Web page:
Prime Minister Lawrence Gonzi (right) with French President Francois Hollande shake hands during the informal European Summit in Brussels.
Prime Minister Lawrence Gonzi has reiterated Malta's opposition to the introduction of a blanket transaction tax by Europe, which would jeopardise the island's competitiveness in the financial services sector.
British Prime Minister David Cameron has also confirmed the United Kingdom's opposition to the tax.
At the heart of tonight's informal EU summit in Brussels, EU leaders discussed proposals from the European Commission for a legal framework to wind up or reorganise insolvent banks, so as to avoid a repeat of the multi-trillion-euro taxpayer bailouts during the financial crisis.
The issue of bank resolution has risen to the top of the agenda as concerns grow about the impact if Greece were to leave the currency zone, and as problems deepen in Spain's large banking sector, which is laden with bad property debts.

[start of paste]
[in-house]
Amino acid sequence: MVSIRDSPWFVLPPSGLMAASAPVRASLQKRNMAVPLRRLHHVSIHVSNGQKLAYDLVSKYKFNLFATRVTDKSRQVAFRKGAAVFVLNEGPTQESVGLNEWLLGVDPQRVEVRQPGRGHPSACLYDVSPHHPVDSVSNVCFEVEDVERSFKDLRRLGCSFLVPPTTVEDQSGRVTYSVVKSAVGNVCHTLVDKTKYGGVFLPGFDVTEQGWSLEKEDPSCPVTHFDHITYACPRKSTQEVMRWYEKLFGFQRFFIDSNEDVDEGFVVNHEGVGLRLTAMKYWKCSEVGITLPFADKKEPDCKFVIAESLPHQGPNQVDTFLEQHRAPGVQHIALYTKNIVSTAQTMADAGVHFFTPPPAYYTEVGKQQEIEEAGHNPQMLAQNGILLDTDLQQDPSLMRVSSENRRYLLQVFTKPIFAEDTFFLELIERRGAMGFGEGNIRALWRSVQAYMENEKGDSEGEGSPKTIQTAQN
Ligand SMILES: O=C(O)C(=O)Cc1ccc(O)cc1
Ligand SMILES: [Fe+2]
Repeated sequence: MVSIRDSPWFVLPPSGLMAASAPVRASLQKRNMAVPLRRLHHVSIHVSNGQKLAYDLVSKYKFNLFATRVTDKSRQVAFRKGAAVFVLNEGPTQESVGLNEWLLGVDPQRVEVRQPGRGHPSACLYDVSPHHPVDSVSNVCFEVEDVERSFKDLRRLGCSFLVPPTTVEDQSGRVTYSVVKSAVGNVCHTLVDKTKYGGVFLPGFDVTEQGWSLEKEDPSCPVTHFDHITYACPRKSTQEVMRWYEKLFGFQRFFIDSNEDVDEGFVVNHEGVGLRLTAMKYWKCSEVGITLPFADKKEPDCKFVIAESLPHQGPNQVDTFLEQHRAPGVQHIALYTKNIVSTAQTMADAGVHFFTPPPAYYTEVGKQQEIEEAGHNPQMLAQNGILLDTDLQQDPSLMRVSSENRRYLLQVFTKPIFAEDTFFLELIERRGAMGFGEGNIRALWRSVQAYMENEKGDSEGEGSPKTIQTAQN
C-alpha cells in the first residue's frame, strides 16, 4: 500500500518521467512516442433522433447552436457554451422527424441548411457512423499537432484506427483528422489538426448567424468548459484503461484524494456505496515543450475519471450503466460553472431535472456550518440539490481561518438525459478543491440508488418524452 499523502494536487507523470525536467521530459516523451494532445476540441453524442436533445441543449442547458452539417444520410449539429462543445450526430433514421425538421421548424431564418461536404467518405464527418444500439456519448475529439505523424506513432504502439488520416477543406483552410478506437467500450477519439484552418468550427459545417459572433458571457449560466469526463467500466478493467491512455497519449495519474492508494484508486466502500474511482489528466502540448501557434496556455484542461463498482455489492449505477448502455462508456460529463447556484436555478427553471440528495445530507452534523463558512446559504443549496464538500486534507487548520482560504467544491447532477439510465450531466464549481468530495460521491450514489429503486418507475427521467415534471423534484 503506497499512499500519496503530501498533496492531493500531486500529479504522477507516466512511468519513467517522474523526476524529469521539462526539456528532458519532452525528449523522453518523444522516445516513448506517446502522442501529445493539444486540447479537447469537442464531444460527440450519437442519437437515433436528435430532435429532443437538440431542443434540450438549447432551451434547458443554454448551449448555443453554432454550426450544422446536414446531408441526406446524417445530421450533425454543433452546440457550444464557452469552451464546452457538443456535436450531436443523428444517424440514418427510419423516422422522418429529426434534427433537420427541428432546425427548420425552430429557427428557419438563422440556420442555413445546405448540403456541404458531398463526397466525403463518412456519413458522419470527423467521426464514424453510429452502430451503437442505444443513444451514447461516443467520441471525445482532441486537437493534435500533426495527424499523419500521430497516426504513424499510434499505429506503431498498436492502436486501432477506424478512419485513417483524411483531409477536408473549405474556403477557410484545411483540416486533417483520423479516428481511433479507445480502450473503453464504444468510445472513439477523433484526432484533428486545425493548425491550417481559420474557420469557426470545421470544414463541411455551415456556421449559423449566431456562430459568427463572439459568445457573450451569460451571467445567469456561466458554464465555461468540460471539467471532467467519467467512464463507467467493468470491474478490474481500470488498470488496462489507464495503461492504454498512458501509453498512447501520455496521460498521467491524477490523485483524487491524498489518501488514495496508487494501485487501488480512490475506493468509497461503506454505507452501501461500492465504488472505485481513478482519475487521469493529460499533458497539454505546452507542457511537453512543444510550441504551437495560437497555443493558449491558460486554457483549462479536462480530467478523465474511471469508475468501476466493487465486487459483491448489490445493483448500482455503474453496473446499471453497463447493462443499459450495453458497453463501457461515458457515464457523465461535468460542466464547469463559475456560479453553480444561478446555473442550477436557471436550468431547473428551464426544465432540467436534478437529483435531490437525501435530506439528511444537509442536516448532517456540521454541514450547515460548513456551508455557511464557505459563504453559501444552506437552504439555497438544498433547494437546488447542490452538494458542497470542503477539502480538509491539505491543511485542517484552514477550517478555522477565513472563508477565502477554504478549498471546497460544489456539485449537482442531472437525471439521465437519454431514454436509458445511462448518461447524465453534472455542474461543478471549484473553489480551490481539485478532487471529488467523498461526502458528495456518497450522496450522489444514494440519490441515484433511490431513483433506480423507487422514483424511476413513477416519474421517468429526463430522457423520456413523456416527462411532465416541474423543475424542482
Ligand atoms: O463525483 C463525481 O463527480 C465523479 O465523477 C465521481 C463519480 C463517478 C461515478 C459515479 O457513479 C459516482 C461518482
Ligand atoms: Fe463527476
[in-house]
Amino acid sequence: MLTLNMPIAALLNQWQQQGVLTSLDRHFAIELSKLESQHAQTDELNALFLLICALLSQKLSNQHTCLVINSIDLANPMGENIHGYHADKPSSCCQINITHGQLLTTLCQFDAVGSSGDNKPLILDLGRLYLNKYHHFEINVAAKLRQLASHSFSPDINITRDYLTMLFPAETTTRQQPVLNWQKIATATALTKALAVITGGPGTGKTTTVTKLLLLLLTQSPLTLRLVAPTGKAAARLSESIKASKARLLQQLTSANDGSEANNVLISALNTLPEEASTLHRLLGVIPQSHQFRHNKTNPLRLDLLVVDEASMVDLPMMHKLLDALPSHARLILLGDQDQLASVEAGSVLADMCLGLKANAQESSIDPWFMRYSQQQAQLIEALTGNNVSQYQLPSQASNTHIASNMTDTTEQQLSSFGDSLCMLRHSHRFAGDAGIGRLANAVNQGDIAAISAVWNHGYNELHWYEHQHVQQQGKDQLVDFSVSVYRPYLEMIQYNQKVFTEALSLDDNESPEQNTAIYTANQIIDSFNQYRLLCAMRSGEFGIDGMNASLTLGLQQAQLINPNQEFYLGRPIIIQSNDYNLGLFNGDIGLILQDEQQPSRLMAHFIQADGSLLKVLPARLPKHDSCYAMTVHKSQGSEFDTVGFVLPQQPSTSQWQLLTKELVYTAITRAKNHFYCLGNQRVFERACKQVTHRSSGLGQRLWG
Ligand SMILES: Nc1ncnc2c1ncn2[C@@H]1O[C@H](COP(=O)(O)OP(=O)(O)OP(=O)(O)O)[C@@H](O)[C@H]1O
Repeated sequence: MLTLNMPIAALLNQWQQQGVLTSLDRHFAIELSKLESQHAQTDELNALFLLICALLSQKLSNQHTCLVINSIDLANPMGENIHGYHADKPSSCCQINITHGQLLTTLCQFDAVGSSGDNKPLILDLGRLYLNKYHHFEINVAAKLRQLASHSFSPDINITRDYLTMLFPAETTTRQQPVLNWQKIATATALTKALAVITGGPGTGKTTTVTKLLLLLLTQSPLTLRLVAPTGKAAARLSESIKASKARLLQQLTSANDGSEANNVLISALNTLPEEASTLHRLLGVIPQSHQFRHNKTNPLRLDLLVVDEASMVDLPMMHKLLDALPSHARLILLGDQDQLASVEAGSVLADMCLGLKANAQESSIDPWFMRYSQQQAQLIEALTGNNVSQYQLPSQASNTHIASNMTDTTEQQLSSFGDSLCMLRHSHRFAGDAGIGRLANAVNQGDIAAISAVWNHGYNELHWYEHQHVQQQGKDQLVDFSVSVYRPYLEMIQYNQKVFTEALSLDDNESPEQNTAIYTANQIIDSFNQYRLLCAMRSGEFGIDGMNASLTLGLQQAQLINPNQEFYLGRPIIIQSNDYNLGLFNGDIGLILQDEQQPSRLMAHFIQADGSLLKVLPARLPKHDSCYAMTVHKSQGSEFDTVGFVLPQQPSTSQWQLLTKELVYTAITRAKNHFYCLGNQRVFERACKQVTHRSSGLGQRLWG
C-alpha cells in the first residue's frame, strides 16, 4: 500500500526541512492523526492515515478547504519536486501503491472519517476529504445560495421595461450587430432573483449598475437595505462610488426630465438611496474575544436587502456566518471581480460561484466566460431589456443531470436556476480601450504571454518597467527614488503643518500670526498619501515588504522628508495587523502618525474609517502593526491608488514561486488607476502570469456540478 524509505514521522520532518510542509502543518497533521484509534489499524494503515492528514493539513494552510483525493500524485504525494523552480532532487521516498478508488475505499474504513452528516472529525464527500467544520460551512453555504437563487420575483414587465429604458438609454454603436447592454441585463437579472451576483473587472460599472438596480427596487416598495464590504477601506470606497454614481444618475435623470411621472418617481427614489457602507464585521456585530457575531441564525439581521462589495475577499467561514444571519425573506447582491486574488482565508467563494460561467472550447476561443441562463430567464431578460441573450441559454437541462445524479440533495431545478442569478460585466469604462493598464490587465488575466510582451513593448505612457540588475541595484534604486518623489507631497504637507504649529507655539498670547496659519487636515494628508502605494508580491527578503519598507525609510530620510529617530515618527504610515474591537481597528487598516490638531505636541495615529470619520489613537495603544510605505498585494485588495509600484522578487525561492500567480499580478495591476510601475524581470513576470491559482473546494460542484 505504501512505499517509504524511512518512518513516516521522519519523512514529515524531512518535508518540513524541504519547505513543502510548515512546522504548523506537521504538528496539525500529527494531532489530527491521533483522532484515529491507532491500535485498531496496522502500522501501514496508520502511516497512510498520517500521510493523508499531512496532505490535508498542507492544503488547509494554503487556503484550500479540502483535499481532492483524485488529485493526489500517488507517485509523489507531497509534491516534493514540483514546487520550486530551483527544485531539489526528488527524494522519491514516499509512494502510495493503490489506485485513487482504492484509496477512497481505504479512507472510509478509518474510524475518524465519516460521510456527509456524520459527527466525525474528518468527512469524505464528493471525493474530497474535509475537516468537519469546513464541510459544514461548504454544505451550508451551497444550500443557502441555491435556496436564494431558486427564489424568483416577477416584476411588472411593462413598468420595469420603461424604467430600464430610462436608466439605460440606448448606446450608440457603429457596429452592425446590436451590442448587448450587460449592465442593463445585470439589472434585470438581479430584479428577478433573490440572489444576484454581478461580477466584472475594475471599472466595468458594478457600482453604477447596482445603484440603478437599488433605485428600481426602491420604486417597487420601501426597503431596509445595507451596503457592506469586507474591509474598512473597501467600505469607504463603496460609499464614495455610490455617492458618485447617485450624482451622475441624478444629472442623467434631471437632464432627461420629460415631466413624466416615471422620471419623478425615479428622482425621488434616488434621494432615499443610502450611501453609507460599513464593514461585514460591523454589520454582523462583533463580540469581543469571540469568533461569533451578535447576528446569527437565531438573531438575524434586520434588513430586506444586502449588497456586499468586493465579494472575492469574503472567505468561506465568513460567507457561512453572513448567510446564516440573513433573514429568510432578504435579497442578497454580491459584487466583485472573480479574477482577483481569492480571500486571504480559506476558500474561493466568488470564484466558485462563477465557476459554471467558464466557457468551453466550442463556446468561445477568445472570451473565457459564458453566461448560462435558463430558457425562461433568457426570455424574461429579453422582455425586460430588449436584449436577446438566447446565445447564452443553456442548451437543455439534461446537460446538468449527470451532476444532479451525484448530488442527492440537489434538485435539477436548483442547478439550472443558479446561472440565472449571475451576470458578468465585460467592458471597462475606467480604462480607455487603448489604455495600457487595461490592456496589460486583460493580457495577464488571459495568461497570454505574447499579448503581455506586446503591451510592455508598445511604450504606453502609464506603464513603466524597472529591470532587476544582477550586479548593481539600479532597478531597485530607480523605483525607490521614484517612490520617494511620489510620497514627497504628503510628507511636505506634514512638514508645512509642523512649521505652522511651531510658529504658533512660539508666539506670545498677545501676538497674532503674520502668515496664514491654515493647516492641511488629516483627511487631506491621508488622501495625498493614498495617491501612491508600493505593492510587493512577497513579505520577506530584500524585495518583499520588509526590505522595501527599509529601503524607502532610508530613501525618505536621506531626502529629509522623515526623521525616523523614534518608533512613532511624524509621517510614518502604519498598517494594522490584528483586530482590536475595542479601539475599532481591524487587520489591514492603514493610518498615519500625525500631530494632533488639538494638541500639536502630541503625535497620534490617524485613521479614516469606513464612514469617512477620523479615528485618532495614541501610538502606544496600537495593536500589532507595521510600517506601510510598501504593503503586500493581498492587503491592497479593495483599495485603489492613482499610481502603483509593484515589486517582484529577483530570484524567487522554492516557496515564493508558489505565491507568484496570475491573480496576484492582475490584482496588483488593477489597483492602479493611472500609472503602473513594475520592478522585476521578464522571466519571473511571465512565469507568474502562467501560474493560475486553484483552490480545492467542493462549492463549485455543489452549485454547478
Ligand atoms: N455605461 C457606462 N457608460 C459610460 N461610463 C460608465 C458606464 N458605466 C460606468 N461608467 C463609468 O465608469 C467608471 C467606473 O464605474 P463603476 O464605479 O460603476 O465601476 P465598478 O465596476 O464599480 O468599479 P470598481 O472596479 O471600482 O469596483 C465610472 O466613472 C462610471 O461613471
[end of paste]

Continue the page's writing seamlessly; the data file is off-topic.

Leaders were close to agreeing on the setting up of a task force - possibly to be headed by EU Commission President Jose' Manuel Durrao Barroso - which would look in more detail about bank resolution issues, and to examine related steps such as what legislation and fiscal steps would be necessary to lay the ground for euro zone bonds.
EU leaders will formally decide on this proposal next month as they meet again, while diplomatic sources say that alot of work will be needed until then to convince German Chancellor Angela Merkel on the need for the Task Force.
Meanwhile, the European Central Bank wants the proposals to include a pan-euro-zone resolution fund for larger, systemically important banks, with ECB President Mario Draghi calling for a debt agency for euro bonds.
Some EU leaders have asked to make it possible for the euro zone's bailout funds to directly recapitalise banks, rather than having to lend to the sovereign which then lends to the banking sector.
The proposal for a central euro-zone fund to neutralise any knock-on effects from the closure or overhaul of a struggling bank is one of the most contested issues in the debate about winding up lenders.
Any such fund would also require giving further powers of enforcement to European authorities such as EU regulator, the European Banking Authority, or the European Central Bank.